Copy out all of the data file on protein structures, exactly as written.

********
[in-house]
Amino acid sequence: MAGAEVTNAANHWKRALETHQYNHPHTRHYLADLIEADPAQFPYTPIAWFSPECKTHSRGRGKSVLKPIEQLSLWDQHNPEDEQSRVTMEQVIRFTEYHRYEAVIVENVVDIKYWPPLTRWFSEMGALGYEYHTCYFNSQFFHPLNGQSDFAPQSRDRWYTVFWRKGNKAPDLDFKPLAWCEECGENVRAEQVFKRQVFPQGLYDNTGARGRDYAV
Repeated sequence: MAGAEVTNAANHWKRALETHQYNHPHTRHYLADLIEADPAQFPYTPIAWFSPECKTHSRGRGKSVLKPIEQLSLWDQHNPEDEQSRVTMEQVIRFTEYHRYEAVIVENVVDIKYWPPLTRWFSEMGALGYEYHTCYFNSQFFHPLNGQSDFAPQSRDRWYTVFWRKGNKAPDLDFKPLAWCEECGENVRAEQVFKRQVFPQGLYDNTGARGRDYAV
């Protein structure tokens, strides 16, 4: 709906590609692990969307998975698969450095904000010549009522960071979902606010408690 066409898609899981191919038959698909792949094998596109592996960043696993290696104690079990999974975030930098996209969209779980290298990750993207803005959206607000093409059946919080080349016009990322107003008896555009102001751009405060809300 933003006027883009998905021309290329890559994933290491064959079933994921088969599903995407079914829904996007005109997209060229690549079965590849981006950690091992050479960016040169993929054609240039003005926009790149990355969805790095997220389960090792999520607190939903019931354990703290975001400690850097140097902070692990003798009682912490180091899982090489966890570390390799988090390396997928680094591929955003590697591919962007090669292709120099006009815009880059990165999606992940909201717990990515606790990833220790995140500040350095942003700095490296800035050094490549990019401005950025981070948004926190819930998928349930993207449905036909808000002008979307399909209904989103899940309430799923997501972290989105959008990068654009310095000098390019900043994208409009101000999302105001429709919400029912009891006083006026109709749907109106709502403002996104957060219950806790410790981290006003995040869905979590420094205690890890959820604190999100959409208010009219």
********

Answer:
[in-house]
Amino acid sequence: MAGAEVTNAANHWKRALETHQYNHPHTRHYLADLIEADPAQFPYTPIAWFSPECKTHSRGRGKSVLKPIEQLSLWDQHNPEDEQSRVTMEQVIRFTEYHRYEAVIVENVVDIKYWPPLTRWFSEMGALGYEYHTCYFNSQFFHPLNGQSDFAPQSRDRWYTVFWRKGNKAPDLDFKPLAWCEECGENVRAEQVFKRQVFPQGLYDNTGARGRDYAV
Repeated sequence: MAGAEVTNAANHWKRALETHQYNHPHTRHYLADLIEADPAQFPYTPIAWFSPECKTHSRGRGKSVLKPIEQLSLWDQHNPEDEQSRVTMEQVIRFTEYHRYEAVIVENVVDIKYWPPLTRWFSEMGALGYEYHTCYFNSQFFHPLNGQSDFAPQSRDRWYTVFWRKGNKAPDLDFKPLAWCEECGENVRAEQVFKRQVFPQGLYDNTGARGRDYAV
């Protein structure tokens, strides 16, 4: 709906590609692990969307998975698969450095904000010549009522960071979902606010408690 066409898609899981191919038959698909792949094998596109592996960043696993290696104690079990999974975030930098996209969209779980290298990750993207803005959206607000093409059946919080080349016009990322107003008896555009102001751009405060809300 933003006027883009998905021309290329890559994933290491064959079933994921088969599903995407079914829904996007005109997209060229690549079965590849981006950690091992050479960016040169993929054609240039003005926009790149990355969805790095997220389960090792999520607190939903019931354990703290975001400690850097140097902070692990003798009682912490180091899982090489966890570390390799988090390396997928680094591929955003590697591919962007090669292709120099006009815009880059990165999606992940909201717990990515606790990833220790995140500040350095942003700095490296800035050094490549990019401005950025981070948004926190819930998928349930993207449905036909808000002008979307399909209904989103899940309430799923997501972290989105959008990068654009310095000098390019900043994208409009101000999302105001429709919400029912009891006083006026109709749907109106709502403002996104957060219950806790410790981290006003995040869905979590420094205690890890959820604190999100959409208010009219």